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How To Improve Your Blog Using Feedburner

Posted By Darren Rowse 22nd of March 2007 RSS 0 Comments

This post has been submitted by Neil Patel. Neil is co-founder and CTO of ACS ) and writes regularly on social media issues through the company’s blog, Pronet Advertising.

The main reason most people use Feedburner is because it shows how many RSS subscribers they have. That might be a valuable metric to keep track of but there are certainly more things that can be done with Feedburner. By spending just 10 minutes a week analyzing certain Feedburner stats, it is possible to get an idea of how people are actually interacting with your blog so you can improve it.

If you look at the following image, you can see the most popular blog post I have written was: “Making your content”. That post was written late on a Friday night, few people linked to it, and it did not do well on social sites like However, my RSS subscribers loved it.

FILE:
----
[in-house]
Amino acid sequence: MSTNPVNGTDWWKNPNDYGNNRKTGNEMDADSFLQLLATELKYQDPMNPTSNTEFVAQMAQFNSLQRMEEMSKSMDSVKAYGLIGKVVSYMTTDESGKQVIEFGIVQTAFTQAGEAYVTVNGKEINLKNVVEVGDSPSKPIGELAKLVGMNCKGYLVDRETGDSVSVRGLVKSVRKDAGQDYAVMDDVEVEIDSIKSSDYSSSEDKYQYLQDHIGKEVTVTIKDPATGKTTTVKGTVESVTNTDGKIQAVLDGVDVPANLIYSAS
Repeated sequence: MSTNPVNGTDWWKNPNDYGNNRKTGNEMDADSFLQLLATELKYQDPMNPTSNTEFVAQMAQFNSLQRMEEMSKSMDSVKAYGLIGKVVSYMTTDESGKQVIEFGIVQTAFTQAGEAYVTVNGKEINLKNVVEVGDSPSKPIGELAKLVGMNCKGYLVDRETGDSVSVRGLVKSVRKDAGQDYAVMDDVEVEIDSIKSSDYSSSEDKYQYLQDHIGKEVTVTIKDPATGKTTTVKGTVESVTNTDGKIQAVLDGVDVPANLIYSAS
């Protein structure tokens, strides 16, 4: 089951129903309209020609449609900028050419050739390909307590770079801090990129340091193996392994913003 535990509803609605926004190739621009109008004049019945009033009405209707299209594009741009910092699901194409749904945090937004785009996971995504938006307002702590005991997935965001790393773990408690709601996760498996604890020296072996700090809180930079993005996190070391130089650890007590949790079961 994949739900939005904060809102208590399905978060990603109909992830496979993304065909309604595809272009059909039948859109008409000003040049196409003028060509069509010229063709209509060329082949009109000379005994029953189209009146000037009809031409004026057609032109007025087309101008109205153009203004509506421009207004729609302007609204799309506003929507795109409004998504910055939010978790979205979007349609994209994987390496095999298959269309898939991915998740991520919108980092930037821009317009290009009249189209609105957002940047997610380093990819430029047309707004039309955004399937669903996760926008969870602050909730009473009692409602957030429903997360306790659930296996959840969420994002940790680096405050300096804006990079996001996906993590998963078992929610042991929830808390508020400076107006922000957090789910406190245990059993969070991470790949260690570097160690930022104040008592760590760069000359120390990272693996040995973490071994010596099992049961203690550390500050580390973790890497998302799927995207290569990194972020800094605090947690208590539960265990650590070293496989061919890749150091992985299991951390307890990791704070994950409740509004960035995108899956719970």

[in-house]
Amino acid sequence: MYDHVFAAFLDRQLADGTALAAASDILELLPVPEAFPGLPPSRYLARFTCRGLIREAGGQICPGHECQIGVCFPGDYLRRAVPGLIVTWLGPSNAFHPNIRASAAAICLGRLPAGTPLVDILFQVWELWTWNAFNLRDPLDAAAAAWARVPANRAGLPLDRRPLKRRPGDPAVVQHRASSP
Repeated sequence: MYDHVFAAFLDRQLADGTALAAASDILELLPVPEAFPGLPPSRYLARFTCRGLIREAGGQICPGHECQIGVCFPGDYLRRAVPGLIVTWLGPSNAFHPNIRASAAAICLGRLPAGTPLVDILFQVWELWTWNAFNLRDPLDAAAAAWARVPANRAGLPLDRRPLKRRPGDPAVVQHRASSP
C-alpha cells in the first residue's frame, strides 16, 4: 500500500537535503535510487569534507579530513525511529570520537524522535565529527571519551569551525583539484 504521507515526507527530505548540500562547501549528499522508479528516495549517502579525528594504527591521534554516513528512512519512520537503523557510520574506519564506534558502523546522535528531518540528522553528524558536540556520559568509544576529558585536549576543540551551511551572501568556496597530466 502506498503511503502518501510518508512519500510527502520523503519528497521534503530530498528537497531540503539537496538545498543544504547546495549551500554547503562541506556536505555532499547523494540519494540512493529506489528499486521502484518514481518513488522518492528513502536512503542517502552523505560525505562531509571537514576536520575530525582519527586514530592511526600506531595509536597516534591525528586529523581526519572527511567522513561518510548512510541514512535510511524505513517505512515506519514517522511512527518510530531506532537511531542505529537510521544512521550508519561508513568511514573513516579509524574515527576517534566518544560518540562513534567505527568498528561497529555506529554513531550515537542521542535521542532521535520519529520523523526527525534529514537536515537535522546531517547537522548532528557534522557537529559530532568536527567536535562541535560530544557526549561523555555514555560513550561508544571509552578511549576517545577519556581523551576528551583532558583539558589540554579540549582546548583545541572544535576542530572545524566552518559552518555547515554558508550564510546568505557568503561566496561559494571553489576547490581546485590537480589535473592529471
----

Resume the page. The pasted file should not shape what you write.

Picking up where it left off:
The next image shows the least popular blog posts on Pronet Advertising. Many of these less popular blog posts were called ‘catchup’, which is a roundup of weekly news items. These catchup posts received a decent amount of visitors but it seems that the RSS subscribers weren’t sharing the love. After I noticed the trend I stopped writing them causing (partially) my RSS subscription rate to increase by roughly 16% in 30 days. Granted, there are probably other factors that caused the increase however I am sure that not writing those posts was a contributing factor.


By using Feedburner you can get an idea of which type of content is appealing most to your RSS subscribers. The key is to understand that just because a post receives tons of traffic or gets lots of comments, it doesn’t equate to your core audience loving it. If you want to increase the popularity of your blog, use some sort of RSS analytics to help you write content targeted towards the people who matter to you most; your loyal readers.